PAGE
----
Peppermint is sometimes regarded as 'the world's oldest medicine', with
archaeological evidence placing its use at least as far back as ten
thousand years ago. Peppermint oil contains menthone and menthyl esters. It is the oldest and
most popular flavour of mint-flavored treats. Peppermint is also
used in some shampoos and soaps, which give the hair a minty scent and
produce a cooling sensation on the skin.
Like many spices and herbs, peppermint is believed to have medicinal
properties when consumed. It is said that it helps against upset stomachs
and can help soothe and relax muscles when inhaled or applied to the skin.
Peppermint oil is also used by commercial pesticide applicators, in the
EcoSmart Technologies line of products, as a natural insecticide.
In 2007, Italian investigators reported that 75% of the patients in their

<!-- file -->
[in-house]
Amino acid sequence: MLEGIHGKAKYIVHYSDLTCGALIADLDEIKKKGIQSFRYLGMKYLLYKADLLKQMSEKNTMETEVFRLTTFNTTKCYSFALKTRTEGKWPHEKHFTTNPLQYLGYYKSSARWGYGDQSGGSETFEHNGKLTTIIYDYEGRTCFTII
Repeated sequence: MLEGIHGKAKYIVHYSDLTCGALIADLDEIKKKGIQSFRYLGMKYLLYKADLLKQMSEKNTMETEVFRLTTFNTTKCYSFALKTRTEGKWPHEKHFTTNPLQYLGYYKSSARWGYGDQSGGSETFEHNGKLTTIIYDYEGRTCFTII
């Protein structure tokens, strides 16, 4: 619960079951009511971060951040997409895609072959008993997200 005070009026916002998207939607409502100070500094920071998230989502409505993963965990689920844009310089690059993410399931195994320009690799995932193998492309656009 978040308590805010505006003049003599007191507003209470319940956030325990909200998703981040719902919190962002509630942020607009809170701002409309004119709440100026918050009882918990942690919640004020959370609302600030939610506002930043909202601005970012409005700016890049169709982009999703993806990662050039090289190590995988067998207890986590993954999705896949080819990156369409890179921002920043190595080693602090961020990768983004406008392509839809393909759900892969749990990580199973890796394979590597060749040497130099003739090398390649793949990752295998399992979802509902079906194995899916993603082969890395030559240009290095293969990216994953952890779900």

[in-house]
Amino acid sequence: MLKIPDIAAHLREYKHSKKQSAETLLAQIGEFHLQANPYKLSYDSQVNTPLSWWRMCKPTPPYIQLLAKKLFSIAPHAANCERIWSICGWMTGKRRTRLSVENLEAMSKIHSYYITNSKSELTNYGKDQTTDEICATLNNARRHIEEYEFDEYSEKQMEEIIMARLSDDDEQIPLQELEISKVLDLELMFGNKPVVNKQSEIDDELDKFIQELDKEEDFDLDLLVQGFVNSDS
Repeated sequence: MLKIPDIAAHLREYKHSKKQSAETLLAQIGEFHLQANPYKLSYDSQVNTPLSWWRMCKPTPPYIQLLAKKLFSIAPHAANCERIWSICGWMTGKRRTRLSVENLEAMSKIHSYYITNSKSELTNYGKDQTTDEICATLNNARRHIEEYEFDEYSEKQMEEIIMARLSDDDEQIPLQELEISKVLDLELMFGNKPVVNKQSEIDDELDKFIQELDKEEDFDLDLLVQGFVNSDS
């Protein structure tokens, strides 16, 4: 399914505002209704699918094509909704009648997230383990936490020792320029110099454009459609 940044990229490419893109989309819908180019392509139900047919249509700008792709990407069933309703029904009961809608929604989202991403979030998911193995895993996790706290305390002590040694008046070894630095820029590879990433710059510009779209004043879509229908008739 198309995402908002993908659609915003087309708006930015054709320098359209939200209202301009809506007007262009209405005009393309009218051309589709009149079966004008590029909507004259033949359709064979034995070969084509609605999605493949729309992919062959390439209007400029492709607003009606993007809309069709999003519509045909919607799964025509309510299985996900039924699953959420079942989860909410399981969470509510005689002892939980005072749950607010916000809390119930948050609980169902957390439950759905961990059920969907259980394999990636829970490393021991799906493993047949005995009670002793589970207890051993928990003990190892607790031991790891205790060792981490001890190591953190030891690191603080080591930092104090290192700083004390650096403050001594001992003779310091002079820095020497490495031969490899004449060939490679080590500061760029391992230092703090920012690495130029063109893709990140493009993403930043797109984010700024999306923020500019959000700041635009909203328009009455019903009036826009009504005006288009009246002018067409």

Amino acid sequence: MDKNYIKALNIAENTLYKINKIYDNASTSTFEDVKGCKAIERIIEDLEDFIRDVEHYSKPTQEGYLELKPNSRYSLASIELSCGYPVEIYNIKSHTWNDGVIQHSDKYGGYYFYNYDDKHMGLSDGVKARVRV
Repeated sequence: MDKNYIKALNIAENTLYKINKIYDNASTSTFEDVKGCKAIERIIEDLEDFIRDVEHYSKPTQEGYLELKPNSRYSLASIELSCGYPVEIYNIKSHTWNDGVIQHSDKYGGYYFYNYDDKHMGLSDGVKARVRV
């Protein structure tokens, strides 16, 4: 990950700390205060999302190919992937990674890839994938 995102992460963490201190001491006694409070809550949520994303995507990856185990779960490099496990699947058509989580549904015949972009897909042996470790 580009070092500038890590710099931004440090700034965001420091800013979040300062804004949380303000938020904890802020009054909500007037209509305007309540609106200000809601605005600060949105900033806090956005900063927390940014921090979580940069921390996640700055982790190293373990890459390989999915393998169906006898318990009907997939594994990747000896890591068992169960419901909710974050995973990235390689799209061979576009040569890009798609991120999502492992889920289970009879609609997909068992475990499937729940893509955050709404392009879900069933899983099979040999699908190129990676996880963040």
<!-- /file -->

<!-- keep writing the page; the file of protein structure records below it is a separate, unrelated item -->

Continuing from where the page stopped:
study who took peppermint oil capsules for four weeks had a major
reduction in irritable bowel syndrome (IBS) symptoms, compared with just
38% of those who took a placebo pill.
Peppermint generally thrives in shade and expands quickly by underground
rhizomes. If you choose to grow peppermint, it is advisable to plant it in
a container, otherwise it can rapidly take over a whole garden. It needs a
good water supply, and is ideal for planting in part-sun to shade areas.
The leaves and flowering tops are the usable portion of the plant. They are
collected as soon as the flowers begin to open and then are carefully dried.
The wild form of the plant is less suitable for this purpose, with
cultivated plants having been selected for more and better oil content.
Seeds sold at stores labelled peppermint generally will not germinate into
true peppermint, but into a particularly poor-scented spearmint plant. The
true peppermint might rarely produce seeds, but only by fertilisation from
a spearmint plant, and contribute only their own spearmint genes.
Peppermint Bar Soap
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